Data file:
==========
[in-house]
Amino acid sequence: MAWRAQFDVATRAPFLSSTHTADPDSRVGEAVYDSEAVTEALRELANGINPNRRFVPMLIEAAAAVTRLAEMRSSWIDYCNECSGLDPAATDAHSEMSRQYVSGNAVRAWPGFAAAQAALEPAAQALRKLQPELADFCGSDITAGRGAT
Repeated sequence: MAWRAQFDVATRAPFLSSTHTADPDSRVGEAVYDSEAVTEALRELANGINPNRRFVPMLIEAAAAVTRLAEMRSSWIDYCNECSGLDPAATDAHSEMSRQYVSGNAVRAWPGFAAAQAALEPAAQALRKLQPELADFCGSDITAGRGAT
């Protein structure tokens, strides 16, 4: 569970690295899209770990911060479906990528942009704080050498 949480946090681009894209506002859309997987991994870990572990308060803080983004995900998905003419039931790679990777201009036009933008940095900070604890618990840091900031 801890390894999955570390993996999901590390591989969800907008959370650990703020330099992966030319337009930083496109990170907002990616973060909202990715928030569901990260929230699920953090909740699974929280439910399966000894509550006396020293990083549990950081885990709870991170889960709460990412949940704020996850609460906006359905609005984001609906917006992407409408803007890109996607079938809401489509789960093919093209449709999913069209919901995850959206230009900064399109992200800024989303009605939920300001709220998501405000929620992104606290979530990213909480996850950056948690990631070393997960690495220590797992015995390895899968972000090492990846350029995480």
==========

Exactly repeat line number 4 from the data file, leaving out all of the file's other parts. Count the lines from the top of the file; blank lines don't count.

């Protein structure tokens, strides 16, 4: 569970690295899209770990911060479906990528942009704080050498 949480946090681009894209506002859309997987991994870990572990308060803080983004995900998905003419039931790679990777201009036009933008940095900070604890618990840091900031 801890390894999955570390993996999901590390591989969800907008959370650990703020330099992966030319337009930083496109990170907002990616973060909202990715928030569901990260929230699920953090909740699974929280439910399966000894509550006396020293990083549990950081885990709870991170889960709460990412949940704020996850609460906006359905609005984001609906917006992407409408803007890109996607079938809401489509789960093919093209449709999913069209919901995850959206230009900064399109992200800024989303009605939920300001709220998501405000929620992104606290979530990213909480996850950056948690990631070393997960690495220590797992015995390895899968972000090492990846350029995480």